2. Extended Elastic Common Schema fields to include additional workload context like process.interactive, process.session_leader, etc. 
  3. An easy-to-understand terminal view called Session View to investigate workload events, analyze threats, and take actions like run Osquery, open a case, or take action directly from the Elastic response console

With the Elastic 8.5 release, we are extremely excited that these Workload features are generally available for all our customers! We gathered feedback from early adopters and made the following additional feature enhancements to Workload Protection: 

1) Guided Onboarding for Workloads
Workload data volumes are hard to predict. The most common workloads in use today are Virtual Machines and Containerized applications. Our solution monitors process execution, file access, and network access events. The volume of the events depend highly on the applications and their purposes running in a user's custom workload. For example, a CI/CD-focused workload will likely have a high number of executions and file access events. In contrast, a workload containing a web server will have more network activity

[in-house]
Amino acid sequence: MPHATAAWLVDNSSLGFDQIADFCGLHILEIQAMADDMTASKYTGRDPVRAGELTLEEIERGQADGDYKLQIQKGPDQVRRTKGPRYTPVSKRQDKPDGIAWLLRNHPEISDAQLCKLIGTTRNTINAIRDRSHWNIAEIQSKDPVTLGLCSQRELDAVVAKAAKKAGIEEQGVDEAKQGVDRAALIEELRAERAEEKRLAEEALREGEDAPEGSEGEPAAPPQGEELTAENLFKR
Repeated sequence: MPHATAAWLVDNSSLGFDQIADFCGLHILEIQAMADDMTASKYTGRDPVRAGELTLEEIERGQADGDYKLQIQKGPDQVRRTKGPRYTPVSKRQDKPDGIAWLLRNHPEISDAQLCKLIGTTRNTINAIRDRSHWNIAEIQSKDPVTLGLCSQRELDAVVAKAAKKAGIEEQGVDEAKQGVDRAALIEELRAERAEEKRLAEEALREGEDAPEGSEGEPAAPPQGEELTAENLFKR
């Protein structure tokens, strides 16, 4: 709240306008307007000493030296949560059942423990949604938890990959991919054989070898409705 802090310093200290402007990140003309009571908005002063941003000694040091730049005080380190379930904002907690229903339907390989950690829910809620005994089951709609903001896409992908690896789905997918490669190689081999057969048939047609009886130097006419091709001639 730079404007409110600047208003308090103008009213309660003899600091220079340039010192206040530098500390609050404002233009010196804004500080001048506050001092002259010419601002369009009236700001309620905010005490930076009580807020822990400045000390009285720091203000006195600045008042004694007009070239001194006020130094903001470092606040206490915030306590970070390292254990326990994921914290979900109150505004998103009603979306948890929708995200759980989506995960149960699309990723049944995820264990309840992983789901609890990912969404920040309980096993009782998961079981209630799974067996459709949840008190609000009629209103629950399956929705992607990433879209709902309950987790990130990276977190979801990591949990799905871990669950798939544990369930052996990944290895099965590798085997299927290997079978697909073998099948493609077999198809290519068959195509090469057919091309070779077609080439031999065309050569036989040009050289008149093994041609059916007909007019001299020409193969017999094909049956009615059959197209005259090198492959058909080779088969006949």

With Elastic 8.5, we introduce Guided Onboarding, where users get the option to pick between Interactive Sessions or All Sessions. Monitoring Interactive Sessions is useful if your use case is to monitor who is logging (ssh) into VMs. Then, you can monitor what is happening in that interactive session, determine what actions are being taken, and see if anything malicious is happening (i.e. insider threat). However, if you strive to gain full visibility into your workload environment (e.g., monitoring for unusual processes that could be spun by a malicious script, daemon processes like nginx for mining illegal crypto, etc.), you can choose to monitor All Events. The below table provides the two cloud workload onboarding scenarios: